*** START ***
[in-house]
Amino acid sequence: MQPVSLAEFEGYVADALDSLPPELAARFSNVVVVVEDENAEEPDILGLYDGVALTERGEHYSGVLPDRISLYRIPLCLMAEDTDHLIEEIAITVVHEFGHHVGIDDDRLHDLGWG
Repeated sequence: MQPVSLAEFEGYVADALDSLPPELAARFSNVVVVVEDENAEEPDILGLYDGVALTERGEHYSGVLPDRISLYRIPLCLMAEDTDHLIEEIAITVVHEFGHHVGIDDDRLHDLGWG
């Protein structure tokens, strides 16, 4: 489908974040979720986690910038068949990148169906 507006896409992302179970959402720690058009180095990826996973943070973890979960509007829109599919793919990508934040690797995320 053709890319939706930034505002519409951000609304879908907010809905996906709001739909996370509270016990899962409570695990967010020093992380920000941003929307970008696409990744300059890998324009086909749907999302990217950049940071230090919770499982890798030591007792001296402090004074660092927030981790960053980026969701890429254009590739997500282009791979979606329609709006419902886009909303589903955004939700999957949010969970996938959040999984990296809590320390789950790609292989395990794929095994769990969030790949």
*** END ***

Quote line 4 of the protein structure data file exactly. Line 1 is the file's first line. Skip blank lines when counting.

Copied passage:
């Protein structure tokens, strides 16, 4: 489908974040979720986690910038068949990148169906 507006896409992302179970959402720690058009180095990826996973943070973890979960509007829109599919793919990508934040690797995320 053709890319939706930034505002519409951000609304879908907010809905996906709001739909996370509270016990899962409570695990967010020093992380920000941003929307970008696409990744300059890998324009086909749907999302990217950049940071230090919770499982890798030591007792001296402090004074660092927030981790960053980026969701890429254009590739997500282009791979979606329609709006419902886009909303589903955004939700999957949010969970996938959040999984990296809590320390789950790609292989395990794929095994769990969030790949």